On Aug. 28, we coordinated with other organizations and businesses for an Xstream Cleanup in the Illinois/Iowa Quad Cities. We had over 1,300 volunteers participate and the age of some of the items they found was unbelievable. Someone found an old bottle that had 1908 on it and some of the washing machines found were in style in the ’60s or ’70s. Some of the trash we are cleaning has been there for decades and no one has ever taken care of it. We know we are making a difference because in some communities the garbage is not being replaced, and that’s one of the reasons we began the Big River Educational Workshops to provide hands-on classes taught by experts on ecology, history, and commerce on the river in those places.
We also have the Adopt-a-Mississippi Mile program, where people become stewards of the riverfront property that they adopt. This is another way in which ordinary people can get involved to keep the riverbanks free of debris.
Photo: Laura Lopez.
Thank you for taking action. Aside from removing the eyesore of the trash, what ecological impact does your work have? Do you also measure contamination from sources other than trash during your work? — Jak P., Oakland, Calif.
Believe it or not, this didn’t start out as an environmental project. I began the Mississippi River Beautification and Restoration Project in 1997 after I got sick of seeing the visible pollution along the river. In 1998, we changed the name to Living Lands & Waters to allow us to add other programs under our organization.
First and foremost, however, I believe that getting people involved hands-on by cleaning trash in the river environment gives them personal exposure to the river. Some of them are there for the first time — even though they live in river communities. They get excited about the river and I think they establish a connection to it and many of them feel that they have more of a stake in it after the cleanups. Also, it’s grassroots — it’s a sense of a community coming together to make a visible change. We’ve had about 15,000 volunteers over the years. I think that’s 15,000 steps in the right direction. Maybe some volunteers will be inspired and will go home and report raw sewage dumping or write to their congresspeople.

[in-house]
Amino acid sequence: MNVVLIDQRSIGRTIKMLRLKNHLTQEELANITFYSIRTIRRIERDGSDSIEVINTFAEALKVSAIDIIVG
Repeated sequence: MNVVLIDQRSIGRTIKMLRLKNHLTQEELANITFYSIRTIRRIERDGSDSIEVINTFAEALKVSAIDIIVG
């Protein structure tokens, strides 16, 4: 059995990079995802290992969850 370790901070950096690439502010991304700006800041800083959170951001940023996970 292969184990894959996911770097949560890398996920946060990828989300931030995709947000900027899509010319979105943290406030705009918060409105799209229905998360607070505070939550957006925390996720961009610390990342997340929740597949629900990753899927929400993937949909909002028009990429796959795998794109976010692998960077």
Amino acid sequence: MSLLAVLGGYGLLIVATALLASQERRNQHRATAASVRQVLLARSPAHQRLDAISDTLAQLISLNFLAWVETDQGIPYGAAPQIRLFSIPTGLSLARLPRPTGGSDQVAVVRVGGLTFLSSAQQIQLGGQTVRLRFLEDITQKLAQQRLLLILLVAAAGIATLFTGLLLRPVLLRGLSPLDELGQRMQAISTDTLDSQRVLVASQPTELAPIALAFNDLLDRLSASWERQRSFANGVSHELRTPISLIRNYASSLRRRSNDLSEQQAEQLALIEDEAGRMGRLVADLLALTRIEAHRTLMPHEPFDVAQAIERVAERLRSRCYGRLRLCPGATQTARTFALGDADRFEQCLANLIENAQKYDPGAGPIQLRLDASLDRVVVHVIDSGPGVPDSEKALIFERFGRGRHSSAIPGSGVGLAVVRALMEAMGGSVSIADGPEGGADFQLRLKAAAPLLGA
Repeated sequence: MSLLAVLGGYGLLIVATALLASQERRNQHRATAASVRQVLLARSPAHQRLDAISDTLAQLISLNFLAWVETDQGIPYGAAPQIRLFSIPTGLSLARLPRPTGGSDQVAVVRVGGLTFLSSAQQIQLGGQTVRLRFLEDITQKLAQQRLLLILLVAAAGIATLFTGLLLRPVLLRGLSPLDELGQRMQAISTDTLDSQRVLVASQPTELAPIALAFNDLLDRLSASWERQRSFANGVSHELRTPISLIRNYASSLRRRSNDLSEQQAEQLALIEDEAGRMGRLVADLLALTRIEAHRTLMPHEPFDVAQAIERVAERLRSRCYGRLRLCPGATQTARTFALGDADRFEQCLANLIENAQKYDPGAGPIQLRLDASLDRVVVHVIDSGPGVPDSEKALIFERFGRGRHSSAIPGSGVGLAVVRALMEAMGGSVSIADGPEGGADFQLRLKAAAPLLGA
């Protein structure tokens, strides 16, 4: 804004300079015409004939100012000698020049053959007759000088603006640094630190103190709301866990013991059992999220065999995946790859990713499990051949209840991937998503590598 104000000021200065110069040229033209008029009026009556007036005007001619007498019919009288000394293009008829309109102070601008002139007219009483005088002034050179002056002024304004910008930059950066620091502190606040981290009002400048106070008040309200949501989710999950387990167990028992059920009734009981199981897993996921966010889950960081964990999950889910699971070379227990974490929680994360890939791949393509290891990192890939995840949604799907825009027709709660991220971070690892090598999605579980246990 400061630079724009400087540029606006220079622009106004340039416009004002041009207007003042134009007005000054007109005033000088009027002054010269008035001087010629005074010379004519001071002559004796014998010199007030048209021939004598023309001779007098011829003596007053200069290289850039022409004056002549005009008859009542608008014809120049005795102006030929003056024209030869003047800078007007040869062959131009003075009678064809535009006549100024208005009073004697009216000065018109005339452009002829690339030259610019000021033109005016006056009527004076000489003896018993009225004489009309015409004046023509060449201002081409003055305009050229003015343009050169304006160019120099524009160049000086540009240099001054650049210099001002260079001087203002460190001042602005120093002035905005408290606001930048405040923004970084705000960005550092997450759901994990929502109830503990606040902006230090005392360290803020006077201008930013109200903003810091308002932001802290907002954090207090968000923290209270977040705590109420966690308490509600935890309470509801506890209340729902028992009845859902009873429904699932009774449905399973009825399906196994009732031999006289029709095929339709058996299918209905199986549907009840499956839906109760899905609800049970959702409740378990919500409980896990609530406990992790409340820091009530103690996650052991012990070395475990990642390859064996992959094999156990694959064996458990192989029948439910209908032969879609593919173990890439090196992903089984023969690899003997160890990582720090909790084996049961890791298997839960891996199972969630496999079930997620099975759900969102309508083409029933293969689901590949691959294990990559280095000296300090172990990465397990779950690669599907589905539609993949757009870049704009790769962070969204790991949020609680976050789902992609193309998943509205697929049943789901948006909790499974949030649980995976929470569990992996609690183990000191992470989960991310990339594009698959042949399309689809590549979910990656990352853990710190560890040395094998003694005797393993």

We have a lot going on at any given moment and we have partnered with groups in the past and will continue to work with others on conservation, public education, and sustainable design. You can see what we have going on right now at our website.
What methods have you found are most successful in really getting a community involved in river cleanups in large numbers? — Jim Fraser, Medford, Mass.
I have found that the most effective approach is making personal contact with individuals. We visit businesses along the river, introduce ourselves, and hand out fliers. Once you develop a core base of people from target groups such as civic groups, clubs, and other community groups, they help motivate people through newsletters or word of mouth. Each cleanup location may have a different method of promoting the cleanups. Publicizing it in media outlets is also really helpful. Point out to the media how communities benefit by organizing together to do something positive.
Where do you see your organization five years from now? — James Shaffer-Bauck, Eastsound, Wash.
I see our organization still working hard, but with even more accomplishments and results on different rivers.
Where do you see yourself professionally five years from now? Still living somewhere on water? — Alison Entler, Davenport, Iowa
Do you ever travel around to talk about and present your organization’s initiatives? — Tricia Grieef, Calgary, Alberta
Yes, I’ve traveled all over to talk about LL&W, including South Africa for the World Summit on Sustainable Development.
Do you travel to Minnesota? If yes, when will you be here next? — Lori Askelin, Roseville, Minn.
We were in Minnesota in July for both a river cleanup and a Big River Education Workshop. On Tuesday, we were there for a buckthorn removal and we’ll be back around June of 2005. What, you didn’t see the barge with heaps of trash powered by a tug with a kick-butt paint job?
What kind of fuel does your barge run on? Secondly, do you think that switching a diesel boat to run on veggie oil would decrease the pollution going into the air and river? — Ben Martin, Wallingford, Conn.
We’re not set up for veggie oil. However, I have run up to 20 percent biodiesel before, but nobody would give me a straight answer about whether it would void my engine warranties, so I just used a 6 percent blend.